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9 Responses to Kasper and Moloney on the Divine Attributes

  1. God is love (noun), and God is just (adjective). These are not parallel attributions to God’s nature as far as I can see. I’m not sure where Maloney is coming up with this stuff. George MacDonald (and Kasper?) would seem to hold a more truly orthodox (and Orthodox) understanding inasmuch as he appears to be using “mercy” as a synonym for “love” (as do many of the Scriptures which use this term–especially in translation of the OT term “chesed,” which is often translated “mercy” or “lovingkindness” and denotes God love for His people. See: http://www.bible-researcher.com/chesed.html).

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  2. Dallas Wolf says:

    Well, when you build your theology and concept of God from the starting point of fallen man, these things can happen…

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  3. Kim Fabricius says:

    Finely discerning, judicious, and very helpful post, thanks.

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    • Kim Fabricius says:

      Btw, Aidan, do you know the work of the great Congregationalist theologian P.T. Forsyth (1848-1921) (often called a Barthian before Barth)? In Descending on Humanity and Intervening in History (2013), the wonderful Jason Goroncy has given us a selection of Forsyth’s sermons (as well as providing an excellent scholarly introduction to them). In the context of your post, Forsyth’s 1877 sermon “Mercy the True and Only Justice” is an unmissable lubricant to the discussion.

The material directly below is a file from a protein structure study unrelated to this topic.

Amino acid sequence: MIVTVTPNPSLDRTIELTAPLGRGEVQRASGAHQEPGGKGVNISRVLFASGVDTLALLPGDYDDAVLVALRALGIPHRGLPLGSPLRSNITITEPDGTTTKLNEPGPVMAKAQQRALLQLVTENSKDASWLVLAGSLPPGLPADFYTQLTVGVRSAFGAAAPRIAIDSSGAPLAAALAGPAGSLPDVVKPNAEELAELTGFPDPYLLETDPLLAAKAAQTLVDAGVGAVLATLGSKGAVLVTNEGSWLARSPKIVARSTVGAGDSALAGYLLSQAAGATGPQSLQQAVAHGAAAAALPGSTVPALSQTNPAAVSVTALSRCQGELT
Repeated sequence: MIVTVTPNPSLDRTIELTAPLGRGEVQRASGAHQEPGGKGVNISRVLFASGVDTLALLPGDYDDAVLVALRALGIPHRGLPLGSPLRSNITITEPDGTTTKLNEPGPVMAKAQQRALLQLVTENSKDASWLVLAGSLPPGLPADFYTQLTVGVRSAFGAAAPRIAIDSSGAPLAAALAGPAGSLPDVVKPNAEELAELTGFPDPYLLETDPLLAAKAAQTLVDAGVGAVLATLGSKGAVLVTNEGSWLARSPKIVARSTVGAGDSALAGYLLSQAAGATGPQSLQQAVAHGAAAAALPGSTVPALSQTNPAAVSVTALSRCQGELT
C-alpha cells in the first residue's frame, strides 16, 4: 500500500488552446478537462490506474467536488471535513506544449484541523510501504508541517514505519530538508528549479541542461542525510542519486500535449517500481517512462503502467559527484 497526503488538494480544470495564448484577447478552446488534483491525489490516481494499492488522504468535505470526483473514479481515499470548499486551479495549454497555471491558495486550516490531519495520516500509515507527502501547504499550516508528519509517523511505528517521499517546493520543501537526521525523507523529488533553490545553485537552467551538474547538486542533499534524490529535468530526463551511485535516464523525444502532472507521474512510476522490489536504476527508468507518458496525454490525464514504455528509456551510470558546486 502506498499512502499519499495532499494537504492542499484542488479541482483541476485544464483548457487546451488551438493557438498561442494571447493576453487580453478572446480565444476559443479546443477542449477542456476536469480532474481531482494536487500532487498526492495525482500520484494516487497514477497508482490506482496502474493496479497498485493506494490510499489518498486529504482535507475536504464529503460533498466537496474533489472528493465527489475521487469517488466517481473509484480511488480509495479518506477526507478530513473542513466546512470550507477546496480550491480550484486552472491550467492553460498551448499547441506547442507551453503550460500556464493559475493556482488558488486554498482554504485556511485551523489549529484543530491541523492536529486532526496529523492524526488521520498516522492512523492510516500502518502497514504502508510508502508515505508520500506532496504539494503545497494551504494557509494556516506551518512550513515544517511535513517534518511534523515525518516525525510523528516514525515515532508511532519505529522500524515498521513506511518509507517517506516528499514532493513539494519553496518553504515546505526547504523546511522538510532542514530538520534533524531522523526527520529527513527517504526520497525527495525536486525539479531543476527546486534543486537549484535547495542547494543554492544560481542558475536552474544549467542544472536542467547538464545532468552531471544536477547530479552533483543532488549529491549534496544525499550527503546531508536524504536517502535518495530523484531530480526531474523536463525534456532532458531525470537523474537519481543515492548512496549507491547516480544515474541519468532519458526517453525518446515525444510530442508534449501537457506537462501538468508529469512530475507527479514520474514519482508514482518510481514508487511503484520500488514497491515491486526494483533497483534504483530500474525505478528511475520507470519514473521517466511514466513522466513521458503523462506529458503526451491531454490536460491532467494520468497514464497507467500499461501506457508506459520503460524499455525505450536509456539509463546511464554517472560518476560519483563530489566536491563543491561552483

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      • Fr Aidan Kimel says:

        I read some Forsyth on the atonement many, many years ago and remember benefitting from him greatly. Thank you for the recommendation of this sermon!

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  4. This is a bit above my level, but my understanding of divine justice is informed by Josef Pieper’s reading of Aquinas. According to this reading, justice is the quality of giving to everything what it is due or what is proper to it. I forget whether Pieper or Aquinas himself drew out this point, but God’s just mercy to creation manifests in his giving to man according to his own act of creation; creation is “due” something because and insofar as God created it and so invested it with value in the hierarchy of being. I would assume, then, that justice would manifest in the inner trinitarian life as a mutual recognition of divine holiness and thus worthiness for love. This way of thinking about justice (and God’s justice specifically) was hugely helpful to me, and it also provides a rebuttal to the Calvinist argument that God’s justice attribute must manifest as eternal punishment.

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  5. brian says:

    Well, I read Kasper’s The God of Jesus Christ years ago.
    I also read most of Mercy. I did not stop reading because I found it offensive or theologically stupid; I agreed with the basic argument and then got bored.
    Kasper is reasonably astute, imo. I vaguely recollect finding some issues with The God of Jesus Christ, but I think he is generally a proponent of an understanding of God consistent with the Gospel.